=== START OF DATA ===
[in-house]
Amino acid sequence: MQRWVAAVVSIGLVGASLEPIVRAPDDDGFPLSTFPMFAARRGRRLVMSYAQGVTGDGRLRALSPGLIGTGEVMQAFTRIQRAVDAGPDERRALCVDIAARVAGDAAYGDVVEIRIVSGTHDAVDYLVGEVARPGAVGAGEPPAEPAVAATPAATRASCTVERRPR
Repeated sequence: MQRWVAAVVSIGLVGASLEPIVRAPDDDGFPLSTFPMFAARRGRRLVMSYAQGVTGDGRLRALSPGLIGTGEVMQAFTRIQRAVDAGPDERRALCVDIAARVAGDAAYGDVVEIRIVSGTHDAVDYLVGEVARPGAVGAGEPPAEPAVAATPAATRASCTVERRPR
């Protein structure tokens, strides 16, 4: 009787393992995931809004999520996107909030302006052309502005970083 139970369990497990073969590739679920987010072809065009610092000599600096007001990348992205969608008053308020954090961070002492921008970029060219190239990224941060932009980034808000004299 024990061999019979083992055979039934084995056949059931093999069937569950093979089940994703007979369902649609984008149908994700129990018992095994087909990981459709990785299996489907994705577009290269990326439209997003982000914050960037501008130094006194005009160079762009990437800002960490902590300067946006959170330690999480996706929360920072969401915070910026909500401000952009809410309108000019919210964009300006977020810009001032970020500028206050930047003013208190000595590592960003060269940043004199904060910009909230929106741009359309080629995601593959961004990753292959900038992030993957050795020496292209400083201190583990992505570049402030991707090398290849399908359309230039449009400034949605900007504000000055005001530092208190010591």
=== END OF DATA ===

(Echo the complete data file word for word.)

[in-house]
Amino acid sequence: MQRWVAAVVSIGLVGASLEPIVRAPDDDGFPLSTFPMFAARRGRRLVMSYAQGVTGDGRLRALSPGLIGTGEVMQAFTRIQRAVDAGPDERRALCVDIAARVAGDAAYGDVVEIRIVSGTHDAVDYLVGEVARPGAVGAGEPPAEPAVAATPAATRASCTVERRPR
Repeated sequence: MQRWVAAVVSIGLVGASLEPIVRAPDDDGFPLSTFPMFAARRGRRLVMSYAQGVTGDGRLRALSPGLIGTGEVMQAFTRIQRAVDAGPDERRALCVDIAARVAGDAAYGDVVEIRIVSGTHDAVDYLVGEVARPGAVGAGEPPAEPAVAATPAATRASCTVERRPR
């Protein structure tokens, strides 16, 4: 009787393992995931809004999520996107909030302006052309502005970083 139970369990497990073969590739679920987010072809065009610092000599600096007001990348992205969608008053308020954090961070002492921008970029060219190239990224941060932009980034808000004299 024990061999019979083992055979039934084995056949059931093999069937569950093979089940994703007979369902649609984008149908994700129990018992095994087909990981459709990785299996489907994705577009290269990326439209997003982000914050960037501008130094006194005009160079762009990437800002960490902590300067946006959170330690999480996706929360920072969401915070910026909500401000952009809410309108000019919210964009300006977020810009001032970020500028206050930047003013208190000595590592960003060269940043004199904060910009909230929106741009359309080629995601593959961004990753292959900038992030993957050795020496292209400083201190583990992505570049402030991707090398290849399908359309230039449009400034949605900007504000000055005001530092208190010591």